The hard rocking "Living On The Edge" is by far the albums heaviest track.  Carried through its first verse by an upfront mix of crunchy rhythm guitar, "Living On The Edge" immaculately flows to a smooth sounding chorus delivered at an upbeat tempo.  Perahia's lead guitar work starts in an aggressive and fast paced manner before transitioning to a more melodic style of playing.

The keyboards introducing "Tearing At My Heart" give way to a combination of rhythm guitar and narration:

When all the dreams pass away, and fall in despair
When all the hope seems to fade, you'll still be there

As the song gains momentum, an edgy rhythm guitar moves to the front of the mix and quickly takes it to an anthem-like chorus with an ethereal feel.  Perahia tops "Tearing At My Heart" off with a guitar solo that, while very well done, is a bit on the short side.

After keyboards convey the semi-ballad "Remembering You" through its first verse, a near perfect amalgamation of rhythm guitar and keyboards slowly drives it to a strong emotionally charged chorus.  Perahia takes center stage with his melodic flavored lead guitar work.

Commencing to several seconds of tight sounding guitar harmony, "Look To The Sky" tapers off to an upfront mix of crisp rhythm guitar that impels it to a chorus backed by operatic vocal harmonies.  Thirty seconds of pull-out-all-of-the-stops lead guitar work helps put the song over the top.
The vocal harmonies at the start of "Don't You Know" transition to several seconds of tight rhythm guitar harmony, the song maintaining an upbeat tempo as it advances on a chorus driven in a hard hitting manner by pounding drums.  Subsequent to Perahia's fiery guitar solo, "Don't You Know" slows to a piano until it picks up in pace and closes by continually repeating its chorus.

Slowing fading in to a keyboard solo, "Stand Alone" gradually picks up pace during its first verse until the rhythm guitar kicks in and smoothly pushes it to a superlative vocal harmony driven chorus.  Perahia's neo-classical influenced guitar solo helps place the song among the albums stronger tracks.  "Stand Alone" deals with persevering in the face of aloneness:

Feeling the pressure that surrounds you
Good friends are seldom, often few
And now, taking on a higher change
Reaching for the final stage
I've got you on my side
And now You're telling me
Stand alone

Hearing Your voice as You open the door
Sparing my life as I run through the rage of the storm

RCA USA ended up dropping Joshua as a result of the band putting the statement "This album is dedicated to the Glory of God" in the albums liner notes.  Excuse me?  But by the time Intense Defense was released in the late eighties Stryper had already sold millions of records; as a result, one would think the suits as RCA USA would understand that if the music is of high quality people are going to by an album with a Christian message.  And following an investment of $700,000, it seems a petty waste for the label to not support such an excellent work of art due to the bands declaration of faith.  Talk about missing the forest for all of the trees!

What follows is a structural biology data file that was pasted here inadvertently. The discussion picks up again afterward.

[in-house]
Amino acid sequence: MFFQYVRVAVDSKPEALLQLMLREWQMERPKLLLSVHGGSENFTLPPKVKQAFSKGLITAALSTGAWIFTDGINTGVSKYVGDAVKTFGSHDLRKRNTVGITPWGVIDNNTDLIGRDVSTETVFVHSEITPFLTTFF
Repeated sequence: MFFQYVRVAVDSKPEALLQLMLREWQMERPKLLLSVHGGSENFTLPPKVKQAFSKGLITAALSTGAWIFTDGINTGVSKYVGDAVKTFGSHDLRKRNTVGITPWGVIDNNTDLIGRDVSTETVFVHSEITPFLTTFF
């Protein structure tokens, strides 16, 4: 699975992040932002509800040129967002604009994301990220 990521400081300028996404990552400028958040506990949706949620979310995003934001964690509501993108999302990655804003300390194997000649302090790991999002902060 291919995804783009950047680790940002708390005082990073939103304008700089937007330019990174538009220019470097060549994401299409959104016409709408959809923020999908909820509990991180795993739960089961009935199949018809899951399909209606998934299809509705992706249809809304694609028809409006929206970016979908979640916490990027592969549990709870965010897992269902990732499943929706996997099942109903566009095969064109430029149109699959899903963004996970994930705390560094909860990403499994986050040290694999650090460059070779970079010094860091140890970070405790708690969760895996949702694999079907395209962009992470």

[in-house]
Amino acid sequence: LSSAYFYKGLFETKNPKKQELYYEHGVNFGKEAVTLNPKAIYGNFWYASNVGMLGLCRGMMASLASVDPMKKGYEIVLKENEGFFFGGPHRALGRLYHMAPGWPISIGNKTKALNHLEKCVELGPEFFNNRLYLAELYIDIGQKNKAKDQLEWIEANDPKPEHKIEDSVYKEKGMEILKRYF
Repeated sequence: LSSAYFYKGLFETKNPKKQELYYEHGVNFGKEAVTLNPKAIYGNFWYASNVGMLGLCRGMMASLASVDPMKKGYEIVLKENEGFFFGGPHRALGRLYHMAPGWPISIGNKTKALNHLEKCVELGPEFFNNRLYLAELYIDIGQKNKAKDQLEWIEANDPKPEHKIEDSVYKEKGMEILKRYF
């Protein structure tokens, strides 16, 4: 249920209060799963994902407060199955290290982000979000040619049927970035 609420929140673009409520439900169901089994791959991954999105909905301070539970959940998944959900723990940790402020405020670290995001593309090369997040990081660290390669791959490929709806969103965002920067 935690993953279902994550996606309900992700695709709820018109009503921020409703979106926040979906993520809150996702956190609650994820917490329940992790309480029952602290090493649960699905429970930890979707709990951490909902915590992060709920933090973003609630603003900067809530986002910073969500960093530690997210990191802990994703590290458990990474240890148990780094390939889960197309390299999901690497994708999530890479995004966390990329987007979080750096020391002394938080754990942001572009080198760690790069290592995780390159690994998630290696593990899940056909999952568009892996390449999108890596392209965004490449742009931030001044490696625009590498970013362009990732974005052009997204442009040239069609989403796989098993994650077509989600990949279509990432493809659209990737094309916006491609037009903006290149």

Following the release of Intense Defense, the band did not see eye-to-eye and its members went their separate ways.  Rob Rock, Greg Shultz and Emil Lech went on to form the melodic metal band Driver with guitarist Roy Z.; while Driver never signed a deal, it recorded a professional sounding five song demo.  Perahia changed the name of the band to Jaguar and joined forces with vocalist extraordinaire Robin Kyle, the two recording a demo and placing the track "Show Me The Way" on the 1992 re-issue of Surrender on Ocean Records. 

While the original RCA Europe release of Intense Defense remains a hard to find and highly prized collectors items, it was not re-issued on CD until 2003.

Track Listing: "Reach Up" (4:43), "I’ve Been Waiting" (4:23), "Only Yesterday" (3:41), "Crying Out For Love" (4:20), "Living On The Edge" (4:08), "Tearing At My Heart" (3:49), "Remembering You" (5:06), "Look To The Sky" (4:14), "Don’t You Know" (4:08), "Stand Alone" (5:02)

Review by: Andrew Rockwell

Rob Rock – Lead Vocals
Joshua Perahia – Guitars
Greg Shultz – Keyboards
Emil Lech – Bass
Tim Gehrt - Drums

Also Reviewed: Joshua Perahia - Surrender, Joshua Perahia - Chapter One, Joshua Perahia – Something To Say, Angelica - Angelica, Impellitteri - Crunch, Fires Of Babylon - Fires Of Babylon, Rob Rock – Holy Hell, Rob Rock - Garden Of Chaos, Warrior - The Code Of Life

Reference List
"Joshua - Why Surrender Now?" Heaven's Metal 37 (1992): 21-22.
"The Struggles Of Joshua." Heaven's Metal 19 (1989): 27-31.